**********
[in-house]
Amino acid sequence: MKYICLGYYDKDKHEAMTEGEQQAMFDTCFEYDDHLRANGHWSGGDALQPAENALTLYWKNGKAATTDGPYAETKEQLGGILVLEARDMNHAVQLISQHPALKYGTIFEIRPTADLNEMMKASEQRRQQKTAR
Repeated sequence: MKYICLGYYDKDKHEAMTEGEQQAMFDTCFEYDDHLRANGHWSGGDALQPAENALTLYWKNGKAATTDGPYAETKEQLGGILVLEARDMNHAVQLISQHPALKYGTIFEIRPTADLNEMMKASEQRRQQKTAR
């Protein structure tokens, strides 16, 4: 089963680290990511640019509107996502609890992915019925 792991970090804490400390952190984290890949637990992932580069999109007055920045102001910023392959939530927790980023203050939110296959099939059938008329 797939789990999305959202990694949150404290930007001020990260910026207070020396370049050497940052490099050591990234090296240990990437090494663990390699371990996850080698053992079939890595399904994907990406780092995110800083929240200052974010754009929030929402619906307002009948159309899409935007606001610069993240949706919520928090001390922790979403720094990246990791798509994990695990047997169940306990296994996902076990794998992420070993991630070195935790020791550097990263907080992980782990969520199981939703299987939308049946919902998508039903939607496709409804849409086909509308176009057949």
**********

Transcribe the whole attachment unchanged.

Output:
[in-house]
Amino acid sequence: MKYICLGYYDKDKHEAMTEGEQQAMFDTCFEYDDHLRANGHWSGGDALQPAENALTLYWKNGKAATTDGPYAETKEQLGGILVLEARDMNHAVQLISQHPALKYGTIFEIRPTADLNEMMKASEQRRQQKTAR
Repeated sequence: MKYICLGYYDKDKHEAMTEGEQQAMFDTCFEYDDHLRANGHWSGGDALQPAENALTLYWKNGKAATTDGPYAETKEQLGGILVLEARDMNHAVQLISQHPALKYGTIFEIRPTADLNEMMKASEQRRQQKTAR
């Protein structure tokens, strides 16, 4: 089963680290990511640019509107996502609890992915019925 792991970090804490400390952190984290890949637990992932580069999109007055920045102001910023392959939530927790980023203050939110296959099939059938008329 797939789990999305959202990694949150404290930007001020990260910026207070020396370049050497940052490099050591990234090296240990990437090494663990390699371990996850080698053992079939890595399904994907990406780092995110800083929240200052974010754009929030929402619906307002009948159309899409935007606001610069993240949706919520928090001390922790979403720094990246990791798509994990695990047997169940306990296994996902076990794998992420070993991630070195935790020791550097990263907080992980782990969520199981939703299987939308049946919902998508039903939607496709409804849409086909509308176009057949």